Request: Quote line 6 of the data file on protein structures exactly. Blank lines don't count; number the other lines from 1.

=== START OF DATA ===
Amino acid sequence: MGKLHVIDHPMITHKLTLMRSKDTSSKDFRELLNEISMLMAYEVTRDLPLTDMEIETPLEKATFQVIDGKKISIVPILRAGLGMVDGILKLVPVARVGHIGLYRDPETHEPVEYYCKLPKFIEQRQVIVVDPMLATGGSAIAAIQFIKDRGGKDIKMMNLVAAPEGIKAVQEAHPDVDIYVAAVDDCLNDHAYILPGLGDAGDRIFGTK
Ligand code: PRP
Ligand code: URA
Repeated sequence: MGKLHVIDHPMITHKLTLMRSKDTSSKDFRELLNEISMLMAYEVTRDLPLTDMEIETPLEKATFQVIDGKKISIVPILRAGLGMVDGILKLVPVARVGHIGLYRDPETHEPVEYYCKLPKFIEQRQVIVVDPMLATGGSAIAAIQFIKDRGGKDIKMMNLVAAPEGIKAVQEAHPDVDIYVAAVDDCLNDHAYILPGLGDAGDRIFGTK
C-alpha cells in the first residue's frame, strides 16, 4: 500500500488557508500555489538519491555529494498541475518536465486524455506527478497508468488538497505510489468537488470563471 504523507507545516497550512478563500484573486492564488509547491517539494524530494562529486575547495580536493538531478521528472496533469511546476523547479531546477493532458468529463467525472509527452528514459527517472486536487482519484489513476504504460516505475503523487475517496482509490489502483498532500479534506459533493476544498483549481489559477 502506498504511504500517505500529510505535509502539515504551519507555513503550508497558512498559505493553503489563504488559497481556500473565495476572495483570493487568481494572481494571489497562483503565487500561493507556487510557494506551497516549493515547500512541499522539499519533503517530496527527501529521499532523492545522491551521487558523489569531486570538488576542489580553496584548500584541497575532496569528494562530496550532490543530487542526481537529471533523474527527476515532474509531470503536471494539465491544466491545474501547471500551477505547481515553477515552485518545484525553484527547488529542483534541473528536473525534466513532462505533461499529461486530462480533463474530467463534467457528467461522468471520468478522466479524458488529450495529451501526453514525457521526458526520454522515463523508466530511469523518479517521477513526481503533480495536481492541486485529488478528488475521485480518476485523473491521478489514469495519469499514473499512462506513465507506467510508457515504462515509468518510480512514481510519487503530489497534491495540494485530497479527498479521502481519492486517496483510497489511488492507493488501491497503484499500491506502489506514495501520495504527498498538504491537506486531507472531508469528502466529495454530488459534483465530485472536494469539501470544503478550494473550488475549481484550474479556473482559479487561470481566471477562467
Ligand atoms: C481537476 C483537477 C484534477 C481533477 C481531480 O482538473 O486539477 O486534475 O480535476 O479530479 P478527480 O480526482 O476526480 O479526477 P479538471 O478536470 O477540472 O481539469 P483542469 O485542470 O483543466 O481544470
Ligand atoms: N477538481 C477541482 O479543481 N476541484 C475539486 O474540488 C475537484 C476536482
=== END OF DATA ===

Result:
Ligand atoms: C481537476 C483537477 C484534477 C481533477 C481531480 O482538473 O486539477 O486534475 O480535476 O479530479 P478527480 O480526482 O476526480 O479526477 P479538471 O478536470 O477540472 O481539469 P483542469 O485542470 O483543466 O481544470